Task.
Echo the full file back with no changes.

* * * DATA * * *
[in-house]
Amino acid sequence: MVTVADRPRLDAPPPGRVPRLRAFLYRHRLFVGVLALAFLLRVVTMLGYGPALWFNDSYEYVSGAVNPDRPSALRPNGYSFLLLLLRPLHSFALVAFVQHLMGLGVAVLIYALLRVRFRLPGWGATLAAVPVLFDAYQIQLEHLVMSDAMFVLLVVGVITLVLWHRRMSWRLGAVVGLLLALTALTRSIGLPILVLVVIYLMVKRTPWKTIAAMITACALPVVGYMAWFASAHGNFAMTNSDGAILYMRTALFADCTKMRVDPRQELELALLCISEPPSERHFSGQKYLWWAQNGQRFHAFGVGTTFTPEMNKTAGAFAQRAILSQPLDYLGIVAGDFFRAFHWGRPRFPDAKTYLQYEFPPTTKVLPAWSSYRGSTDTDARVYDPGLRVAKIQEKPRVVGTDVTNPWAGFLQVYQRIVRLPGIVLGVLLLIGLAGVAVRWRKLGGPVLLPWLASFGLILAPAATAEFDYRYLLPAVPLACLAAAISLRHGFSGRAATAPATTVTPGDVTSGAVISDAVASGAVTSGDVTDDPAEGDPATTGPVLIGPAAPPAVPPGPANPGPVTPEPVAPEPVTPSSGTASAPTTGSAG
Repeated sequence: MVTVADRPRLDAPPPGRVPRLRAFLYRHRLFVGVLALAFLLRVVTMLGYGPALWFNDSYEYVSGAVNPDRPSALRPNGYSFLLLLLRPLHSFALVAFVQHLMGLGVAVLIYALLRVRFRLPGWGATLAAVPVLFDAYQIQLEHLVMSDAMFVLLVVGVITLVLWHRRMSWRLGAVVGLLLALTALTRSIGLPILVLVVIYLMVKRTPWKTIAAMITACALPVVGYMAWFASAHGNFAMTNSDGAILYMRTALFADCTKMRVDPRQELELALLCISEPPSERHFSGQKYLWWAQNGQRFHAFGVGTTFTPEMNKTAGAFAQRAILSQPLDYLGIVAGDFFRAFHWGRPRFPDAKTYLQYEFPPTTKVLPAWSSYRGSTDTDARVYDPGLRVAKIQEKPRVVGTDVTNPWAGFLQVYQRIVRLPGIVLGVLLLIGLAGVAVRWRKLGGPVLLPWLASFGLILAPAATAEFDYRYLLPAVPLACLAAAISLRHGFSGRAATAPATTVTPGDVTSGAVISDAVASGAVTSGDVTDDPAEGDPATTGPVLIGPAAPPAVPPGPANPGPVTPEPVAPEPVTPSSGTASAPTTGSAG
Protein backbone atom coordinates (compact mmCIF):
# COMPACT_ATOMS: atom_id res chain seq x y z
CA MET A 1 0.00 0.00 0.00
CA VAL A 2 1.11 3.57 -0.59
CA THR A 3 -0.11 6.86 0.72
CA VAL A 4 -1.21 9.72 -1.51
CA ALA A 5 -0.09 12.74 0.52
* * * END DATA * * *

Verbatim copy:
[in-house]
Amino acid sequence: MVTVADRPRLDAPPPGRVPRLRAFLYRHRLFVGVLALAFLLRVVTMLGYGPALWFNDSYEYVSGAVNPDRPSALRPNGYSFLLLLLRPLHSFALVAFVQHLMGLGVAVLIYALLRVRFRLPGWGATLAAVPVLFDAYQIQLEHLVMSDAMFVLLVVGVITLVLWHRRMSWRLGAVVGLLLALTALTRSIGLPILVLVVIYLMVKRTPWKTIAAMITACALPVVGYMAWFASAHGNFAMTNSDGAILYMRTALFADCTKMRVDPRQELELALLCISEPPSERHFSGQKYLWWAQNGQRFHAFGVGTTFTPEMNKTAGAFAQRAILSQPLDYLGIVAGDFFRAFHWGRPRFPDAKTYLQYEFPPTTKVLPAWSSYRGSTDTDARVYDPGLRVAKIQEKPRVVGTDVTNPWAGFLQVYQRIVRLPGIVLGVLLLIGLAGVAVRWRKLGGPVLLPWLASFGLILAPAATAEFDYRYLLPAVPLACLAAAISLRHGFSGRAATAPATTVTPGDVTSGAVISDAVASGAVTSGDVTDDPAEGDPATTGPVLIGPAAPPAVPPGPANPGPVTPEPVAPEPVTPSSGTASAPTTGSAG
Repeated sequence: MVTVADRPRLDAPPPGRVPRLRAFLYRHRLFVGVLALAFLLRVVTMLGYGPALWFNDSYEYVSGAVNPDRPSALRPNGYSFLLLLLRPLHSFALVAFVQHLMGLGVAVLIYALLRVRFRLPGWGATLAAVPVLFDAYQIQLEHLVMSDAMFVLLVVGVITLVLWHRRMSWRLGAVVGLLLALTALTRSIGLPILVLVVIYLMVKRTPWKTIAAMITACALPVVGYMAWFASAHGNFAMTNSDGAILYMRTALFADCTKMRVDPRQELELALLCISEPPSERHFSGQKYLWWAQNGQRFHAFGVGTTFTPEMNKTAGAFAQRAILSQPLDYLGIVAGDFFRAFHWGRPRFPDAKTYLQYEFPPTTKVLPAWSSYRGSTDTDARVYDPGLRVAKIQEKPRVVGTDVTNPWAGFLQVYQRIVRLPGIVLGVLLLIGLAGVAVRWRKLGGPVLLPWLASFGLILAPAATAEFDYRYLLPAVPLACLAAAISLRHGFSGRAATAPATTVTPGDVTSGAVISDAVASGAVTSGDVTDDPAEGDPATTGPVLIGPAAPPAVPPGPANPGPVTPEPVAPEPVTPSSGTASAPTTGSAG
Protein backbone atom coordinates (compact mmCIF):
# COMPACT_ATOMS: atom_id res chain seq x y z
CA MET A 1 0.00 0.00 0.00
CA VAL A 2 1.11 3.57 -0.59
CA THR A 3 -0.11 6.86 0.72
CA VAL A 4 -1.21 9.72 -1.51
CA ALA A 5 -0.09 12.74 0.52